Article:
After the passing of the 1970 Occupational Safety and Health Act, Congress established the agency known as the Occupational Safety and Health Administration — or OSHA — within the Department of Labor to help ensure safe working conditions for private sector employees. In addition to providing education, training and assistance, OSHA is also responsible for conducting workplace inspections that may be the result of accidents, complaints or just a mandatory scheduled inspection.
How to Prepare for an OSHA Inspection
Whatever the reason for a visit from OSHA, it’s important for safety managers in the construction industry to be well-prepared for inspections and not feel singled out by them. After all, the ultimate goal of an inspection is to ensure that your employees are working in safe conditions.
Clearly, when a compliance safety and health officer — or CSHO — is scheduled to conduct an inspection, you want to be properly prepared for the visit. Keep in mind that CSHOs are federal employees whom you should always extend sufficient respect to. It’s also critical to note that with only a little over 2,100 OSHA inspectors responsible for approximately 130 million workers nationally, you should avoid wasting a CSHO’s time.
With that said, you should also be aware of your rights and how to act responsibly so that any OSHA inspection you’re involved in goes as smoothly and productively as possible. Read on to learn more about how to conduct yourself appropriately and answer the question, “What does OSHA look for in an inspection?”
OSHA Inspection Checklist
As the construction industry is responsible for one in every five work-related deaths, OSHA has even titled the most common fatality causes in the industry — falls, electrocutions, being struck by an object and getting caught in or between objects — the “Fatal Four.” Consequently, any inspection conducted by a CSHO will understandably be focused on those dangers — as well as other related workplace factors that you have the right to be informed of.
Remember, safety inspections by OSHA are in place to keep everyone at your facility safe, make sure working conditions are optimal and ultimately ensure your business's compliance and success. Keep that fact as well as the following points in mind as a checklist for being prepared for an OSHA inspection:
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- Check IDs: Since CSHOs are federal employees, they each carry a government-issued identification card as well as official business cards — both of which you should ask for and verify as soon as a CSHO arrives at your facility and/or worksite.
- Ask why: You have the right to be informed of the reason for any OSHA inspection. If it’s not offered, ask the CSHO politely for the scope and reason for their visit.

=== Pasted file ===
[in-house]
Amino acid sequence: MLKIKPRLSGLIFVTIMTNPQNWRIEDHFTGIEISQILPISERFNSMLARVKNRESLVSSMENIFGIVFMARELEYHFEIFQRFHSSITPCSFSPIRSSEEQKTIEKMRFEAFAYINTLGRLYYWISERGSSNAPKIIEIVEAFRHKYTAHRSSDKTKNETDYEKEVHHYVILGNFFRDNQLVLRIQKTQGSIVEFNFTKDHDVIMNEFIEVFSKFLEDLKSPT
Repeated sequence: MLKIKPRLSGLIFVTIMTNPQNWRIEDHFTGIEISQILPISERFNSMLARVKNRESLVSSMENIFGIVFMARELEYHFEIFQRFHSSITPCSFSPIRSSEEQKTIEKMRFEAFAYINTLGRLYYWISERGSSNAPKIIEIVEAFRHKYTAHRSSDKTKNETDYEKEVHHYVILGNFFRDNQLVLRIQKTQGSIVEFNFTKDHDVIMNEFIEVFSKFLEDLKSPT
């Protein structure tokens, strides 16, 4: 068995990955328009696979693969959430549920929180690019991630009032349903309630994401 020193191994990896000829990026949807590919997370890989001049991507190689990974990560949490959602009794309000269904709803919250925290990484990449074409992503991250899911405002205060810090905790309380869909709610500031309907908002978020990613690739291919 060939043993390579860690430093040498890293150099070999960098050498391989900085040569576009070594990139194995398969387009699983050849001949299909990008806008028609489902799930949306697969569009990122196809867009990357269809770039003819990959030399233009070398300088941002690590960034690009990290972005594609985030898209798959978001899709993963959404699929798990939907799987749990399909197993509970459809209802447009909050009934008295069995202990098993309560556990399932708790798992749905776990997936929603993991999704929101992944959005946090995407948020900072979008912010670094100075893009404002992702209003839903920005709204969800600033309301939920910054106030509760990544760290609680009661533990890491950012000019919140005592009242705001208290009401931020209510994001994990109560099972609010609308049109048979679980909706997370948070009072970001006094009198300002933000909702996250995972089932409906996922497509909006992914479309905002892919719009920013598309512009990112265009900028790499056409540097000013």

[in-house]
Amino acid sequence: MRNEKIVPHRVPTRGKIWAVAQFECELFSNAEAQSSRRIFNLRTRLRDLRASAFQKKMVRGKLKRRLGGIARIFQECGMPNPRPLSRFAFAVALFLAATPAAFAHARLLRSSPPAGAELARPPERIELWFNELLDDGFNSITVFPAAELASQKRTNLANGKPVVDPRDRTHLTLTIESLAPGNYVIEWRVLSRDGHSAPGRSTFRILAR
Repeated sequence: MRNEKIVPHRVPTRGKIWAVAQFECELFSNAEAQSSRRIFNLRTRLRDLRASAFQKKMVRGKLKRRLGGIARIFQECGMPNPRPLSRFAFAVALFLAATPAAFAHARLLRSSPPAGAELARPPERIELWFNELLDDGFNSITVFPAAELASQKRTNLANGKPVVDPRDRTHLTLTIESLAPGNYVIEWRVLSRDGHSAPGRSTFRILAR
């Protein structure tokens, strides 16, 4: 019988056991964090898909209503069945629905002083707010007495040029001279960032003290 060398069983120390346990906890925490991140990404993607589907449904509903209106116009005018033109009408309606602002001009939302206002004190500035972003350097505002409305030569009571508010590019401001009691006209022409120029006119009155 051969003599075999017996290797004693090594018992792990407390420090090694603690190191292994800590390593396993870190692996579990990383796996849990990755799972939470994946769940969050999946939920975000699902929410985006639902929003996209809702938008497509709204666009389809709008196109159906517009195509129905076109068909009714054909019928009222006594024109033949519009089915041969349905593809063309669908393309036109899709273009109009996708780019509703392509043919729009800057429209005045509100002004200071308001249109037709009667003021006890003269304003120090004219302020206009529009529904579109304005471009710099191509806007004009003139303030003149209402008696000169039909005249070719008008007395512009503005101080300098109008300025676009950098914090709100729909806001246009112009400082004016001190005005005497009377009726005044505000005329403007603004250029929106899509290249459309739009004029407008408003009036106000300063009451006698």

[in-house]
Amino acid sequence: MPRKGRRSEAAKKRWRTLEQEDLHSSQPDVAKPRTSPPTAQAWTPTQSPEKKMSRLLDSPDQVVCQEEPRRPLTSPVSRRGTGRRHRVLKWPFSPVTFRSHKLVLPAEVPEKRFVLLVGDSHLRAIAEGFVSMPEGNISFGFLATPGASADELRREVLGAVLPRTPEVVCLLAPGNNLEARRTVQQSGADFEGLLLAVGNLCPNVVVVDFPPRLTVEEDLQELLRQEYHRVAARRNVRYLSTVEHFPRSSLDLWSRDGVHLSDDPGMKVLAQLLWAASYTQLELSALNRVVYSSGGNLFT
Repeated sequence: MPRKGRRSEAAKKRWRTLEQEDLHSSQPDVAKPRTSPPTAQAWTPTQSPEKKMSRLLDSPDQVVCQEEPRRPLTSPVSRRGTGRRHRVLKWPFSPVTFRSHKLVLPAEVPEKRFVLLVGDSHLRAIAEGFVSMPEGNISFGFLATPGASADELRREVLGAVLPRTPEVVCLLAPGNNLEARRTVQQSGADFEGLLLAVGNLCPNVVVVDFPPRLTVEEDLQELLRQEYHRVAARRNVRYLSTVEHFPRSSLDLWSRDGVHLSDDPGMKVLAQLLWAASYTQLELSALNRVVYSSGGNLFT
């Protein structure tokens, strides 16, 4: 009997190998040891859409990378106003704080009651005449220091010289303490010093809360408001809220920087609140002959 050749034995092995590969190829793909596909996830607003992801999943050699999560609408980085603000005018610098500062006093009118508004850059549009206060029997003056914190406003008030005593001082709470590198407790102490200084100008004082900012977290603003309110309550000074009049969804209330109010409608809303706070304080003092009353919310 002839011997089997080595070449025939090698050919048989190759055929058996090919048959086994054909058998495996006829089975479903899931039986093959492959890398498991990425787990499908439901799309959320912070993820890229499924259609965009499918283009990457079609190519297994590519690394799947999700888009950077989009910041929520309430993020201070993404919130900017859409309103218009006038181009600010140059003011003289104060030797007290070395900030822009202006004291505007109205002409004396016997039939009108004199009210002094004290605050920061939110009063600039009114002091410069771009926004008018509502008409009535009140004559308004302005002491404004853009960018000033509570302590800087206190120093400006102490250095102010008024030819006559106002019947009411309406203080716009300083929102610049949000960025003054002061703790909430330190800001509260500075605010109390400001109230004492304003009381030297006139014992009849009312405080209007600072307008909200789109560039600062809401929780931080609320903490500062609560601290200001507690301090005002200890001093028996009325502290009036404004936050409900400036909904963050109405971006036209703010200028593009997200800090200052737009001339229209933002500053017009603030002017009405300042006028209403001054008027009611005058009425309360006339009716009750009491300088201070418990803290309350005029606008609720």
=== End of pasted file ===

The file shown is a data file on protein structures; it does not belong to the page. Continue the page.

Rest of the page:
- Grant permission: Before beginning, the CSHO must ask your permission to conduct the inspection. It’s highly advisable that you grant permission after notifying your appropriate managers. Remember that not granting permission will only raise suspicions with the inspector, who will then most likely return with a warrant to inspect — and quite possibly additional inspectors.
- Do not demonstrate: While you want to listen closely to all conversations and keep every piece of paperwork the CSHO gives you, it’s not advisable to offer anything — in written form or oral statements — that’s not required of you. The inspectors are busy professionals who are only there to see your daily operations, not equipment outside of those operations.
- Accompany walkarounds: Once the inspection begins, you should make sure a qualified member of your staff accompanies the CSHO throughout your building. If more than one inspector is working, each should be accompanied by a staff member — and under no circumstances should you or your employees perform any type of special demonstrations for the CSHOs, as doing so would be outside of the inspection's purpose. The CSHOs are merely there to observe and inspect.
- Document everything: From taking careful notes to capturing photographs, it’s vital to document as much as possible about the inspection. If you need more time to write down notes, ask for it — it’s your right to do so.
- Tell the truth: Throughout the entire process, it’s imperative that you tell the truth when you're responding to a CSHO’s questions — especially in interviews. Stick to the facts and refrain from offering your opinions or estimates regarding things like working conditions and/or timelines for making corrections, as the process should be accurate.
- Know the deadlines: While OSHA has six months from the time of an inspection to issue citations, employers who receive citations have only 15 working days to respond — by either contesting the citations or paying any associated fines.